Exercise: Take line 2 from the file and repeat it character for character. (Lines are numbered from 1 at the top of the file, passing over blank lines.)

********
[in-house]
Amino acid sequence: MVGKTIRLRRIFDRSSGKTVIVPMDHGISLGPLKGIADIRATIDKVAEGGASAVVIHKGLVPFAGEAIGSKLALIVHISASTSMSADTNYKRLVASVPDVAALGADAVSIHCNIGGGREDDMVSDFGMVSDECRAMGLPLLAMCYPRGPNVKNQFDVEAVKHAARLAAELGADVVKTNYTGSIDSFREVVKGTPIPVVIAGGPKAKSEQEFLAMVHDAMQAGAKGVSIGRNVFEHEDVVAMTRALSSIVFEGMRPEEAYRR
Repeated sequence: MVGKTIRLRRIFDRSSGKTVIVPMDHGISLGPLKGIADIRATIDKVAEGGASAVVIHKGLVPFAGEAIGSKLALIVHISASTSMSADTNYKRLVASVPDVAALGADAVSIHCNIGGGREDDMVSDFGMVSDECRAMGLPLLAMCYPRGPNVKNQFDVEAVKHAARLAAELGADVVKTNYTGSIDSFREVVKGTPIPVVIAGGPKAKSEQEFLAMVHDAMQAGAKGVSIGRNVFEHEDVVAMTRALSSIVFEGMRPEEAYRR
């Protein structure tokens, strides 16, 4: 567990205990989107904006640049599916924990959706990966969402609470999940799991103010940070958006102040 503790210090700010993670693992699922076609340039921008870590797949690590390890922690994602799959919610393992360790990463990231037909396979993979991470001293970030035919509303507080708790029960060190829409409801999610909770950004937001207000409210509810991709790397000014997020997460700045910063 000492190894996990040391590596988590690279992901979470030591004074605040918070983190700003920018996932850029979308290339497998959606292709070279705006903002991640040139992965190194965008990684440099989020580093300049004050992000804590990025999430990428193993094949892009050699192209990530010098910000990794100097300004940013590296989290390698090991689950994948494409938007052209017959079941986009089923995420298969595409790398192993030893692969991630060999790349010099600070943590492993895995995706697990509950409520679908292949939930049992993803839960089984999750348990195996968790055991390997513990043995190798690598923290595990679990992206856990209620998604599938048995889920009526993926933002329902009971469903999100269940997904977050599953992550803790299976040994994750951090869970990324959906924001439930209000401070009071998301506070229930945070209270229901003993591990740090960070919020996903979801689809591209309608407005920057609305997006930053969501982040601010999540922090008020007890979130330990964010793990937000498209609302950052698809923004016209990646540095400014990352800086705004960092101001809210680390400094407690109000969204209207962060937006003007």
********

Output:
Amino acid sequence: MVGKTIRLRRIFDRSSGKTVIVPMDHGISLGPLKGIADIRATIDKVAEGGASAVVIHKGLVPFAGEAIGSKLALIVHISASTSMSADTNYKRLVASVPDVAALGADAVSIHCNIGGGREDDMVSDFGMVSDECRAMGLPLLAMCYPRGPNVKNQFDVEAVKHAARLAAELGADVVKTNYTGSIDSFREVVKGTPIPVVIAGGPKAKSEQEFLAMVHDAMQAGAKGVSIGRNVFEHEDVVAMTRALSSIVFEGMRPEEAYRR